SUERF Policy Brief No. 528 on Fed Speeches Meet Transformer Models

This short policy article discusses the use of state-of-the-art methods from natural language processing to examine the evolution of the Fed’s interpretation of its mandate over time, using the largest corpus of Fed speeches assembled to-date:

It is based on our recently published working paper: Bertsch, Christoph, Hull, Isaiah, Lumsdaine, Robin L. and Xin Zhang (2022). “Central Bank Mandates and Monetary Policy Stances: through the Lens of Federal Reserve Speeches,” Sveriges Riksbank Working Paper Series No. 417, 2022:

Riksbank WP No. 417 on Central Bank Mandates

Central Bank Mandates and Monetary Policy Stances: through the Lens of Federal Reserve Speeches” with Isaiah Hull, Robin Lumsdaine and Xin Zhang

  • Abstract: When does the Federal Reserve deviate from its dual mandate of pursuing the economic goals of maximum employment and price stability and what are the consequences? We assemble the most comprehensive collection of Federal Reserve speeches to-date and apply state-of- the-art natural language processing methods to extract a variety of textual features from each paragraph of each speech. We find that the periodic emergence of non-dual mandate related discussions is an important determinant of time-variations in the historical conduct of monetary policy with implications for asset returns. The period from mid-1996 to late-2010 stands out as the time with the narrowest focus on balancing the dual mandate. Prior to the 1980s there was a outsized attention to employment and output growth considerations, while non dual-mandate discussions centered around financial stability considerations emerged after the Great Financial Crisis. Forward-looking financial stability concerns are a particularly important driver of a less accommodative monetary policy stance when Fed officials link these concerns to monetary policy, rather than changes in banking regulation. Conversely, discussions about current financial crises and monetary policy in the context of inflation-employment themes are associated with a more accommodative policy stance. (C63, D84, E32, E7)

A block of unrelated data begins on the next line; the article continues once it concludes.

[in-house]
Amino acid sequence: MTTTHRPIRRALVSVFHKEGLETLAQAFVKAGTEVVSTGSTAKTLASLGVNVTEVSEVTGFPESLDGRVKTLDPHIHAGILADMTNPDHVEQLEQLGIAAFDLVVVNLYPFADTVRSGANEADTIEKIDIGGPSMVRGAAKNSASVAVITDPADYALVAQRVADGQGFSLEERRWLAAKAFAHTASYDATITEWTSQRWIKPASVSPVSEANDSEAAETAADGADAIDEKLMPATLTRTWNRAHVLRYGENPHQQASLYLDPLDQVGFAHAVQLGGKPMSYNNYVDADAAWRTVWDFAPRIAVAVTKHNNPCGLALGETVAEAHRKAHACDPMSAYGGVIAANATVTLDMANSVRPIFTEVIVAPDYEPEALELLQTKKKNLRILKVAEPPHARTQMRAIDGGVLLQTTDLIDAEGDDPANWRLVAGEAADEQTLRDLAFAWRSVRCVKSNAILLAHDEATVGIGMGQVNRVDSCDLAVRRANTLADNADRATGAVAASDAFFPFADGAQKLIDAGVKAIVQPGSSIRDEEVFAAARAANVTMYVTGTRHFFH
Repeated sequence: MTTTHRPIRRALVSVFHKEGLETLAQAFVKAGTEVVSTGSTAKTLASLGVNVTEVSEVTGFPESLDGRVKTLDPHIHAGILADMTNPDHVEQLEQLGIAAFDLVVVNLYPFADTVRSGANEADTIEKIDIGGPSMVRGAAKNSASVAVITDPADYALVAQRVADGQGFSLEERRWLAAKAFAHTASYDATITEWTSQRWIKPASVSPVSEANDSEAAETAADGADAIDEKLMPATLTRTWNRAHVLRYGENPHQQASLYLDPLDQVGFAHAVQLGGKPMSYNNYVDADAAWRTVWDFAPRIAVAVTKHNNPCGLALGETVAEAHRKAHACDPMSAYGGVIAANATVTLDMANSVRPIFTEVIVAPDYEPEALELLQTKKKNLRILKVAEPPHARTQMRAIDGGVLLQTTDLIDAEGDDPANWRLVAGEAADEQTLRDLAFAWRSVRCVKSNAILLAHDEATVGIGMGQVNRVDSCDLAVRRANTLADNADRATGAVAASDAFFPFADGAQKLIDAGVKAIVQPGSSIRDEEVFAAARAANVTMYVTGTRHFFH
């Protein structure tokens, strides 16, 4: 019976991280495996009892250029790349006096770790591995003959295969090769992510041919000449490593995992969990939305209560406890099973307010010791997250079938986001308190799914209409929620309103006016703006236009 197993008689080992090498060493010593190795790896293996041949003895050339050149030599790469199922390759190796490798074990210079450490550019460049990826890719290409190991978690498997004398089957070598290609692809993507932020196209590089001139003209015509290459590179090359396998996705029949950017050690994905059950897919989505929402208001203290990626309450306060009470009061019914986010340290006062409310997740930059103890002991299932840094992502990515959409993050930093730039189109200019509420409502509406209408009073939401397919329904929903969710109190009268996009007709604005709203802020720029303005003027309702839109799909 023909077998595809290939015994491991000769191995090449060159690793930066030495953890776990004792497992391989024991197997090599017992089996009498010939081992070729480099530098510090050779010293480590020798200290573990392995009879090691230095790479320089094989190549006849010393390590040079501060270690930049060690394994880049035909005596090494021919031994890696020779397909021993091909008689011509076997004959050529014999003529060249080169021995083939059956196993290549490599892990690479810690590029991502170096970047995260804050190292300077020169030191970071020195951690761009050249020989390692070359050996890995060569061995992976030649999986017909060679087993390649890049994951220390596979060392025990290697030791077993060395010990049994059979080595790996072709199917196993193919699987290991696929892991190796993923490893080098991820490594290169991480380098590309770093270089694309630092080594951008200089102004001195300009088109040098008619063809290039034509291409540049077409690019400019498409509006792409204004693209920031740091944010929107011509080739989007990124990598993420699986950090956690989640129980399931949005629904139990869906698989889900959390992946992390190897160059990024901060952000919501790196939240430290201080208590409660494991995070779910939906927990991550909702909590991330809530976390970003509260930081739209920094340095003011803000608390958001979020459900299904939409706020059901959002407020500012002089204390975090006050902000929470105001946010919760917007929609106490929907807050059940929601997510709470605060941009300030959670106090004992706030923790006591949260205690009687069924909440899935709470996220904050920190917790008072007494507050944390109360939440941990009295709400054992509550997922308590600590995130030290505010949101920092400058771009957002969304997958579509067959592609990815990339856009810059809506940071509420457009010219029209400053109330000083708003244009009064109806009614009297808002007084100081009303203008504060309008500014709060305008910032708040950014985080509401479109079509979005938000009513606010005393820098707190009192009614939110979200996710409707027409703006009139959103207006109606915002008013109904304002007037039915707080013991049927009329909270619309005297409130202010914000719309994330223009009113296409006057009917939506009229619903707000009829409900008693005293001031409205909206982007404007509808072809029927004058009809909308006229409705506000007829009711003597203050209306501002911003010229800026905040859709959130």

The figure above shows a word cloud of concerning terms that appear in statements with low dual mandate content scores during the period 1984-2017. Such statements are identifed using extractive question answering with the RoBERTa model.
  • Keywords: Natural Language Processing, Machine Learning, Central Bank Communication, Financial Stability, Zero Shot Classification, Extractive Question Answering, Semantic Textual Similarity.

Forthcoming in the Journal of International Money and Finance: “Spread the Word: International Spillovers from Central Bank Communication”

“Spread the Word: International Spillovers from Central Bank Communication” with Hanna Armelius, Isaiah Hull and Xin Zhang, Journal of International Money and Finance, Volume 103, Pages 1-32, May 2020. – Lead article –

    • Abstract: We construct a novel text dataset to measure the sentiment component of communications for 23 central banks over the 2002-2017 period. Our analysis yields three results. First, comovement in sentiment across central banks is not reducible to trade or financial flow exposures. Second, sentiment shocks generate cross-country spillovers in sentiment, policy rates, and macroeconomic variables; and the Fed appears to be a uniquely influential generator of such spillovers, even among prominent central banks. And third, geographic distance is a robust and economically significant determinant of comovement in central bank sentiment, while shared language and colonial ties have weaker predictive power. (JEL E52, E58, F42)

The figure show the normalized rolling net sentiment scores associated with ECB speeches. Sentiment scores are computed using a dictionary-based approach documented in Loughran and McDonald (2011).